In 1979, the Legislature enacted G.L.c. 175, § 162D, which authorized the commissioner to establish commission rates for independent agents issuing motor vehicle insurance policies under the American Agency System. In December, 1979, after extensive hearings and presentation of evidence, the commissioner issued his first decision pursuant to G.L.c. 175, § 162D, establishing for 1980 a 17% commission rate payable to the agents of insurers operating under the American Agency System. Nationwide did not take part in the hearings leading up to this decision.
General Laws c. 175, § 162D, inserted by St. 1979, c. 149, provided in relevant part: "Any insurer issuing or delivering in the commonwealth either motor vehicle policies or bonds . . . which do[es] business in the commonwealth through independent licensed insurance agents pursuant to the so-called American Agency System shall pay each agent the indicated expense premium commission as established by the commissioner in his opinion. . . ."
On July 7, 1980, the Legislature amended G.L.c. 175, § 162D (St. 1980, c. 398). The statute, as amended, expanded the commissioner's authority by permitting him to set commissions for agents operating under either the American Agency System, "or any other system, other than that of an employer to employee relationship." This amendment became effective on October 5, 1980. After hearings on the proposed rates, the commissioner in December, 1980, established a 16.2% commission rate for 1981. Nationwide did not participate in these hearings.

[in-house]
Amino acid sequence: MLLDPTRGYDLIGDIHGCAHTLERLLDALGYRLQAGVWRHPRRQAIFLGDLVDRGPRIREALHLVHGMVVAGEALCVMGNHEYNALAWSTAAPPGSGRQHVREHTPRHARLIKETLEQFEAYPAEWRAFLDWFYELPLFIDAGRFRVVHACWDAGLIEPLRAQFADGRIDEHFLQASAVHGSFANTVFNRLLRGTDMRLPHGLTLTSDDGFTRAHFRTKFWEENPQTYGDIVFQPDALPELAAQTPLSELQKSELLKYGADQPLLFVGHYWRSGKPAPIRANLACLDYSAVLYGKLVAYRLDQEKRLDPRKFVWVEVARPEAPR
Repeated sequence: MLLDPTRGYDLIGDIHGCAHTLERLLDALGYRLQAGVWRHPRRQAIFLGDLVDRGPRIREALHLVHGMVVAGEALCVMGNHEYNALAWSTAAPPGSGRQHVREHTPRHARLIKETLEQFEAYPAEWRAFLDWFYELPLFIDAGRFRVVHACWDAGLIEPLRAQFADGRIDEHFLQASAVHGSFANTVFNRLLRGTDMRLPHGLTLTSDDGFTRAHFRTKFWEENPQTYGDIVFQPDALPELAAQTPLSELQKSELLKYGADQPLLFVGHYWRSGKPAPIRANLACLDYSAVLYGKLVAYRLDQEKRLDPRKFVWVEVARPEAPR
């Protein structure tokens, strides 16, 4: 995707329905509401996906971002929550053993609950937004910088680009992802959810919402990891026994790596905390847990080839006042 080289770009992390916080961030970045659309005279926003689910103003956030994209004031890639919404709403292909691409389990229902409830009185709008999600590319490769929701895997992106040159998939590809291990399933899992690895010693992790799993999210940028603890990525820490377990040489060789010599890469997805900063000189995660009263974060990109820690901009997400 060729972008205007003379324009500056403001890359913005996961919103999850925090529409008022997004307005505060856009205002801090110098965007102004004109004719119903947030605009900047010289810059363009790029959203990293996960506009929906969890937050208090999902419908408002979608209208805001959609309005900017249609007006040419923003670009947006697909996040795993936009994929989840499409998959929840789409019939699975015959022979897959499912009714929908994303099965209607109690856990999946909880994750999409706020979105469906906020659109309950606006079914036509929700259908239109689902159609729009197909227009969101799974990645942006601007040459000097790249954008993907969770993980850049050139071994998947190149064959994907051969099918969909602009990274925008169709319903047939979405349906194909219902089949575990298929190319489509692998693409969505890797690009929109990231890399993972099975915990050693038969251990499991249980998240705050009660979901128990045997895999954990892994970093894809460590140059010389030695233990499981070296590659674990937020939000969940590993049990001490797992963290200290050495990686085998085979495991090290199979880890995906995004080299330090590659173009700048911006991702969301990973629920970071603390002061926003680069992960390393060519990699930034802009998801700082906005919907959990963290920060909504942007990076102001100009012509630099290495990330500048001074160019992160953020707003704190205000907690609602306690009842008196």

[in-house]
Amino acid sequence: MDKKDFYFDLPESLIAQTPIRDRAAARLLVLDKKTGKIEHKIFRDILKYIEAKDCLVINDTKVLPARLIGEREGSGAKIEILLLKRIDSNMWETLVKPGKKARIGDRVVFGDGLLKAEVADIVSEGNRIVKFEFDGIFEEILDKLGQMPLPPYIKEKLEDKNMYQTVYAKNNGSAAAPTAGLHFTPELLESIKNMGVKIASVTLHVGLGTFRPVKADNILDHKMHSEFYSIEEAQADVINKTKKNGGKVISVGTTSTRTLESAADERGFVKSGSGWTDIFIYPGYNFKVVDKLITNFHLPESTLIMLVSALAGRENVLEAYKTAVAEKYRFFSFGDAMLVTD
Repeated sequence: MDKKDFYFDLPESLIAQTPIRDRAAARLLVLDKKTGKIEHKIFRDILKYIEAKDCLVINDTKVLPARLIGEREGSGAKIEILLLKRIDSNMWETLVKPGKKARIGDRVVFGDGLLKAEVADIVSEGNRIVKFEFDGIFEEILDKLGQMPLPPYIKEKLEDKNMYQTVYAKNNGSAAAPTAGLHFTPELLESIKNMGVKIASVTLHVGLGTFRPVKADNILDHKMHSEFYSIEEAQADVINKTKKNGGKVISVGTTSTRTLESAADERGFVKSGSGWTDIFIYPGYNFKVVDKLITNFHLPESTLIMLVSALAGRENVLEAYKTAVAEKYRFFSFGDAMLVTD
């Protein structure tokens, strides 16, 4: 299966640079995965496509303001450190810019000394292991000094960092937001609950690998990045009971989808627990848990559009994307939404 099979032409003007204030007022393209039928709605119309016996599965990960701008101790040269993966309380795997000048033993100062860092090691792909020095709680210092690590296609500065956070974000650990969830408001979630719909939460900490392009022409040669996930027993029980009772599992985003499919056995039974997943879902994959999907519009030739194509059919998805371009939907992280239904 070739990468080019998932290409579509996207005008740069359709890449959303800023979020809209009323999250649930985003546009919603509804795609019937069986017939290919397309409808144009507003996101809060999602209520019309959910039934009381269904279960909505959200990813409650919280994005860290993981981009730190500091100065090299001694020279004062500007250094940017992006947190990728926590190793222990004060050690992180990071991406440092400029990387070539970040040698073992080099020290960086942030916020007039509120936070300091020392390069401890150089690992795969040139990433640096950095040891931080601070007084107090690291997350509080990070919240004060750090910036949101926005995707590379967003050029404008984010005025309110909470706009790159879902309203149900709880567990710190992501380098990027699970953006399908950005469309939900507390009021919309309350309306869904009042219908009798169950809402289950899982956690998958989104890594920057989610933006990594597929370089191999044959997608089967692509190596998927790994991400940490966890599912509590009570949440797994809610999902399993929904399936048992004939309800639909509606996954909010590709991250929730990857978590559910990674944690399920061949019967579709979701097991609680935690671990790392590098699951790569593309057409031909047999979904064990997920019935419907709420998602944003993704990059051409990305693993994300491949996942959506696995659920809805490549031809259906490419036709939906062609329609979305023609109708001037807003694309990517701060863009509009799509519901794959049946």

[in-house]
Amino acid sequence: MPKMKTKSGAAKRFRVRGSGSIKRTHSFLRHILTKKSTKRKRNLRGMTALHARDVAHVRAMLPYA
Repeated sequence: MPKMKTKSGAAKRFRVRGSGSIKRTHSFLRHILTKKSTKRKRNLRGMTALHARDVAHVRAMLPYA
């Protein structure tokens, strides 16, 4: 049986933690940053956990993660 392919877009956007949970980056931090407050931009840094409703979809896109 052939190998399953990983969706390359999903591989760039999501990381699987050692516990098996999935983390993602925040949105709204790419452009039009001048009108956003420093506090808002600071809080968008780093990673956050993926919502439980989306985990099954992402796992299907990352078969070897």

In November, 1980, Nationwide submitted a memorandum to the commissioner requesting a ruling regarding the effect of the 1980 amendment to G.L.c. 175, § 162D. Specifically, Nationwide sought a ruling to the effect that the amendment would not effect the 10.69% commission rate payable under Nationwide's 1977 contract with its agents. The commissioner responded in February of 1981, ruling that the 17% and 16.2% commission rates established for 1980 and 1981 applied to Nationwide. Nationwide then instituted the present action.
The only years for which commission rates are in dispute are 1980 and 1981. Nationwide executed new agreements with its agents in 1982.
1. 1980 Commission Rates.
The 1979 statute, G.L.c. 175, § 162D, inserted by St. 1979, c. 149, authorized the commissioner to establish commission rates for motor vehicle insurance companies operating under the "American Agency System." By its express terms, the statute does not apply to insurers such as Nationwide, which operate through exclusive agents. The Legislature clearly and unambiguously limited the application of the statute to American Agency System insurers. Where the statutory language is clear, it must be given its plain and ordinary meaning. See State Bd. of Retirement v. Boston Retirement Bd., 391 Mass. 92, 94 (1984); Bronstein v. Prudential Ins. Co. of Am., 390 Mass. 701, 704 (1984). The judge properly ruled that the 1979 statute does not apply to Nationwide, and that Nationwide therefore is not subject to the 1980 commission rates adopted by the commissioner in December, 1979.